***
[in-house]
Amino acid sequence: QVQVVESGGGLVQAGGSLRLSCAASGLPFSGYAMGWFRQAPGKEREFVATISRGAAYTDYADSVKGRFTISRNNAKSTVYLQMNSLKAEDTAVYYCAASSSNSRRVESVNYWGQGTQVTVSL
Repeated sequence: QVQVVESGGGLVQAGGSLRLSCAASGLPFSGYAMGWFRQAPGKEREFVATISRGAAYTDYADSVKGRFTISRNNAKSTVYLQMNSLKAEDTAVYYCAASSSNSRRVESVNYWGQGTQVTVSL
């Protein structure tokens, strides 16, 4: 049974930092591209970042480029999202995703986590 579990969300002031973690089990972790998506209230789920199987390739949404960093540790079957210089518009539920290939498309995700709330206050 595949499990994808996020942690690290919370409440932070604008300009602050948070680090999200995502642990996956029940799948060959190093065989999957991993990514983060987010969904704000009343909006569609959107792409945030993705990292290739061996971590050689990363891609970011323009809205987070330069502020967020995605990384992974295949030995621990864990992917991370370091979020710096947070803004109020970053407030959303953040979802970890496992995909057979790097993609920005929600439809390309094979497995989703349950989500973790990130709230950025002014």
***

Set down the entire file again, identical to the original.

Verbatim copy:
[in-house]
Amino acid sequence: QVQVVESGGGLVQAGGSLRLSCAASGLPFSGYAMGWFRQAPGKEREFVATISRGAAYTDYADSVKGRFTISRNNAKSTVYLQMNSLKAEDTAVYYCAASSSNSRRVESVNYWGQGTQVTVSL
Repeated sequence: QVQVVESGGGLVQAGGSLRLSCAASGLPFSGYAMGWFRQAPGKEREFVATISRGAAYTDYADSVKGRFTISRNNAKSTVYLQMNSLKAEDTAVYYCAASSSNSRRVESVNYWGQGTQVTVSL
């Protein structure tokens, strides 16, 4: 049974930092591209970042480029999202995703986590 579990969300002031973690089990972790998506209230789920199987390739949404960093540790079957210089518009539920290939498309995700709330206050 595949499990994808996020942690690290919370409440932070604008300009602050948070680090999200995502642990996956029940799948060959190093065989999957991993990514983060987010969904704000009343909006569609959107792409945030993705990292290739061996971590050689990363891609970011323009809205987070330069502020967020995605990384992974295949030995621990864990992917991370370091979020710096947070803004109020970053407030959303953040979802970890496992995909057979790097993609920005929600439809390309094979497995989703349950989500973790990130709230950025002014």